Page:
Cambridge University Press (2006)
How can the world's religious traditions debate within the public sphere? In this book Nicholas Adams shows the importance of Habermas' approaches to this question. The full range of Habermas' work is considered, with detailed commentary on the more difficult texts. Adams energetically rebuts some of Habermas' arguments, particularly those which postulate the irrationality or stability of religious thought. Members of different religious traditions need to understand their own ethical positions as part of a process of development involving ongoing disagreements, rather than a stable unchanging morality. Public debate additionally requires learning each other's patterns of disagreement. Adams argues that rather than suspending their deep reasoning to facilitate debate, as Habermas suggests, religious traditions must make their reasoning public, and that 'scriptural reasoning' is a possible model for this. Habermas overestimates the stability of religious traditions. This book offers a more realistic assessment of the difficulties and opportunities they face.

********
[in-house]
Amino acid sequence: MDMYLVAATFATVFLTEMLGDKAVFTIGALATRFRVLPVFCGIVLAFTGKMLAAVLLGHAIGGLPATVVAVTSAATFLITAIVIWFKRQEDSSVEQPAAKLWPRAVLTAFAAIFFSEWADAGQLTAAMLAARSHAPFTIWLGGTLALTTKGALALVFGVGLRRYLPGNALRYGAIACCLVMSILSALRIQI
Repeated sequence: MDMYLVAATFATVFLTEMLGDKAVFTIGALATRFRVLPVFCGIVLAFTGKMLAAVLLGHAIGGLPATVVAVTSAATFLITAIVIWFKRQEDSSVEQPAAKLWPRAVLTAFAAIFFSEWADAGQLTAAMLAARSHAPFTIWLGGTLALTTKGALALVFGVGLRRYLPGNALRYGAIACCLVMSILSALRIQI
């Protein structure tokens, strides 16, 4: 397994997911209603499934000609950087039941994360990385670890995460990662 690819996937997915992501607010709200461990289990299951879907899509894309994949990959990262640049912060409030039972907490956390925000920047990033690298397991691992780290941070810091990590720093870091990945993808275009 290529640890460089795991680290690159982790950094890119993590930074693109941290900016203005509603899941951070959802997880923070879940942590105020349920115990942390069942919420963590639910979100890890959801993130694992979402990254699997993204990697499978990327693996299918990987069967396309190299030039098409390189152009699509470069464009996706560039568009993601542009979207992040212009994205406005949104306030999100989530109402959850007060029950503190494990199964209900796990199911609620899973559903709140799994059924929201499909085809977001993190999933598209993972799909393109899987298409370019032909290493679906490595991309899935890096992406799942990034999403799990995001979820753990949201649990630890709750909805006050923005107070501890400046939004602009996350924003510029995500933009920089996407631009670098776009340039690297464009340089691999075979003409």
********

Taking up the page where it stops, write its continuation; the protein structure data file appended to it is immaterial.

|Keywords||Religion Philosophy Theologie Politieke theorie Publiek domein|
|Categories||categorize this paper)|
|Reprint years||2009, 2011|
|Buy the book||$17.59 used (62% off) $34.01 new (70% off) $43.36 direct from Amazon (6% off) Amazon page|
|Call number||B3258.H324.A52 2006|
|ISBN(s)||0521681146 0521862663 9780521681148 9780511621260 9780511839092|
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